Tate murders (five) continue to baffle police one month later
Monday, September 8th, 1969
LOS ANGELES, Sept. 8 — It was so messy a murder.
Five bodies. Footprints in pools of blood. A nylon rope. A neighbor who heard screams and shots. The word “Pig” scrawled in blood on a door.
Ties to narcotics. Hollywood names that brought international publicity. An informant who named names.A caretaker who found the phone dead in the hour before dawn.
There seemed clues enough to solve a dozen ordinary murders.
But a month later, and after quizzing more than 300 persons, police today apparently still do not have a prime suspect in the grisly slaying of Actress Sharon Tate and four others in a rented Benedict Canyon home.
If they know the motive, they are not saying. The weapons, a knife or sword and a gun or guns, have not been found. Apparently the killers did not leave a fingerprint although the carnage ranged from the living room to the lawn to a car in the driveway.
Police are not sure whether there was one or several killers although they lean strongly to the latter theory. One victim apparently was slain because he happened on the murder scene.
A detail comprising an inspector, a captain, two lieutenants and 17 sergeants is investigating the murder of Miss Tate, coffee fortune heiress Abigail Folger; men’s hair stylist Jay Sebring; Polish emigree Voityck Frokowsky and 18-year-old Steven Parent.
Miss Tate was the wife of Roman Polanski, French-Polish director on the movie “Rosemary’s Baby,” who flew here from London after the Aug. 8 slayings.
Polanski defended his wife as a lovely girl who had been vilified. He said she was a “vulnerable” person who could not refuse friendships and liked “constant parties” but he said she did not use drugs, drink or even smoke.
Then he sarcastically told newsmen he was leaving to them the “orgy place” — a house with many books on natural childbirth (Sharon was eight months pregnant), gifts for his birthday and baby clothes.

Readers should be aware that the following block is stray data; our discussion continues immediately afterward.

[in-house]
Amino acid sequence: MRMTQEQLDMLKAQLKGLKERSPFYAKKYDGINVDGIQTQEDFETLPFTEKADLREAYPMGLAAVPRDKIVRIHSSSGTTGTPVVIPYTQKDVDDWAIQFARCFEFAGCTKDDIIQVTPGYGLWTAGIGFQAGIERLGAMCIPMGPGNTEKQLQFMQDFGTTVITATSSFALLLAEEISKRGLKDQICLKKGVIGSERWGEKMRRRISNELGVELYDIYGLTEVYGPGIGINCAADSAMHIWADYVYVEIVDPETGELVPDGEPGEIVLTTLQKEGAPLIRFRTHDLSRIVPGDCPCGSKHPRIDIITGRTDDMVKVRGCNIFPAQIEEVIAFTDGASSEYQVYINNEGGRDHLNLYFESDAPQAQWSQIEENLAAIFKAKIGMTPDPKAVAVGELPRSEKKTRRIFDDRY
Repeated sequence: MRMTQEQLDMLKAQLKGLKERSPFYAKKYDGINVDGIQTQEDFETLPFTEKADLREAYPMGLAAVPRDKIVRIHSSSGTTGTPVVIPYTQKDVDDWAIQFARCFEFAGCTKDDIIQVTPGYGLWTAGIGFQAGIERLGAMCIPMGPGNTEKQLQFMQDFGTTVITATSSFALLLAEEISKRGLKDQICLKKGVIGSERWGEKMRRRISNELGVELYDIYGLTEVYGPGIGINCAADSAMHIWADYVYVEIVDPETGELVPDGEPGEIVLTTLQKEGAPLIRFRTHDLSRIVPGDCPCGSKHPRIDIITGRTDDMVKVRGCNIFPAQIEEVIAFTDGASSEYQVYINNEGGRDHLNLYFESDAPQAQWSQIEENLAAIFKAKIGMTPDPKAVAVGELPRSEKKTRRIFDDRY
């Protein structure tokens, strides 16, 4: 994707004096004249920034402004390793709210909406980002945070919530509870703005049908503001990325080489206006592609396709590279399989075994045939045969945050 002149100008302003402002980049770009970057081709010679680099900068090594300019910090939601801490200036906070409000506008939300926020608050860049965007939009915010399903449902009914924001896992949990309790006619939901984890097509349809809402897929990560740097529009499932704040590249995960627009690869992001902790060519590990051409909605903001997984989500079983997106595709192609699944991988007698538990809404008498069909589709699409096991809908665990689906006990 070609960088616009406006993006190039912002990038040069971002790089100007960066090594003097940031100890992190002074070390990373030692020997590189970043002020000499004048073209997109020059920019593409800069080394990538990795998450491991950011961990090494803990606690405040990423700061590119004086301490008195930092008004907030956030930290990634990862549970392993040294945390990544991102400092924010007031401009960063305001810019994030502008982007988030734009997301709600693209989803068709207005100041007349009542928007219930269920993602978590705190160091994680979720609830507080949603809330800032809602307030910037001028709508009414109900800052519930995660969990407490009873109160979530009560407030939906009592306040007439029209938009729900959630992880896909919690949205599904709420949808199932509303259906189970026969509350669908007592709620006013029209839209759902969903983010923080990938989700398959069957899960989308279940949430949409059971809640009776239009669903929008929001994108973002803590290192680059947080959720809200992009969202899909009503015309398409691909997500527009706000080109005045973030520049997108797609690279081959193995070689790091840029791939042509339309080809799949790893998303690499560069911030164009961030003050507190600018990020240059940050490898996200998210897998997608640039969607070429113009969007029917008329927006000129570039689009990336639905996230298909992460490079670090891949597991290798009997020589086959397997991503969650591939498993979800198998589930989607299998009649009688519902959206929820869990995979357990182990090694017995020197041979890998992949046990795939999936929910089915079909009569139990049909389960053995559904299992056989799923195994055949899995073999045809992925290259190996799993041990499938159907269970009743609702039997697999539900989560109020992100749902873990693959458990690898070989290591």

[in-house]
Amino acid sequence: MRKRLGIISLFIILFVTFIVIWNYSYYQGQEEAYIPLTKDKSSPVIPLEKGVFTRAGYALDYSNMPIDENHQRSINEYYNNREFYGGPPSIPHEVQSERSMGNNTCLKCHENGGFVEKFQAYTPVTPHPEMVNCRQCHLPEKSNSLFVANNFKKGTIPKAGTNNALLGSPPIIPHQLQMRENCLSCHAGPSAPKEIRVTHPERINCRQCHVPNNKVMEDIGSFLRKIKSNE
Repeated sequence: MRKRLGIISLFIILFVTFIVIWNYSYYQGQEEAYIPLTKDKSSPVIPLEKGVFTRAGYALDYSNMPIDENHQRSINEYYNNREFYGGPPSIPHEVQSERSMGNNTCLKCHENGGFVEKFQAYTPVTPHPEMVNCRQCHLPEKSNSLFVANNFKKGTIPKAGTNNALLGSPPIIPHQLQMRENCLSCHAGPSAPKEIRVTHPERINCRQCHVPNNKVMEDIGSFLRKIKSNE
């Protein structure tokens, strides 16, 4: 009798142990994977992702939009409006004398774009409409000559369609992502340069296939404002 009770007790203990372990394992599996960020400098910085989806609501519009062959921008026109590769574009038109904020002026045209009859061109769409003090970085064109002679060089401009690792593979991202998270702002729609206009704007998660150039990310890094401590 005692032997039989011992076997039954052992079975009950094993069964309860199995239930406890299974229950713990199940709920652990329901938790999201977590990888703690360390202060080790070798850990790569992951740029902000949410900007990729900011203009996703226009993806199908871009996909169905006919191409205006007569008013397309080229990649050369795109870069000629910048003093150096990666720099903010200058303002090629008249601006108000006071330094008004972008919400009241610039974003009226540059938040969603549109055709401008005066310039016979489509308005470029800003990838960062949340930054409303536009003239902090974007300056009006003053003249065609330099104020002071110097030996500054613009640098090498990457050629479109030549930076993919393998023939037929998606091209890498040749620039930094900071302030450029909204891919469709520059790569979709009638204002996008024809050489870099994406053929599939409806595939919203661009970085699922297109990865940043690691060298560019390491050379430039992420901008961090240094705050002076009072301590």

Polanski’s tearful and indignant rejection of any idea of a wild party did not square, however, with the scene police found when they were summoned by a terrified maid.
Sharon’s body was found nude, not in pants and a bra as first reported, in the living room. The nylon rope had been tied around her neck, cast over a beam and down around the neck of Sebring, a former fiance of Sharon, who wore only boxer shorts.
They had been killed with a sharp weapon and there were “X ‘ marks cut in both bodies.
The 37-year-old Frokowsky was found on the lawn. He had been stabbed and shot. Miss Folger, in a nightgown, was found dead of stab wounds not far away. Young Parent was in his car, shot five times in the chest.
A next door neighbor said he awoke to hear a woman screaming that night and what seemed to be shots. At first he thought he was dreaming, but then decided it was just another party.
“There’s a lot of screaming and yelling in this neighborhood on weekends,” he said. “You get sort of used to it. It’s like living near a freeway —pretty soon you don’t hear the cars driving by.”
The probe almost immediately was focused on Frokowsky, who was known to have dealt with narcotics pushers, his habit financed by the wealthy Miss Folger with whom he had been living at the Polanski home as “company” for Sharon.
A Polish artist friend of his named persons with whom Frokowsky had dealt in drugs and police whisked him away under heavy guard when his name appeared in a Los Angeles newspaper.
The 35-year-old Sebring was found to have narcotics in his black Porsche which was parked near the scene. He was a man with violent convictions, including anti-Negro ones, who had a black belt in karate.
Parent had been visiting the caretaker, William Garretson, 19, at a guest house across a pool from the home. Garretson, the only one alive on the scene when police rushed in the next morning, has been absolved and is suing the city for $1.25 million for false arrest.
Police believe Parent was killed as he prepared to drive away, unaware of what was going on. Garretson said he sat up through the night in the secluded guest house, listening to records and writing letters, and heard nothing. He tried to use his telephone extension after dawn but thought nothing amiss when he found it dead.
A second “suspect,” Thomas Michael Harrigan, was being sought in Canada when he surrendered himself and proved he had been with friends miles away the night of the murders.
Dept. Chief Robert Houghton admits the more time elapses the harder it may be to solve the crime.
Could the killers strike again? “Personally, I suspect not,” he says. “Professionally, I couldn’t rule it out.”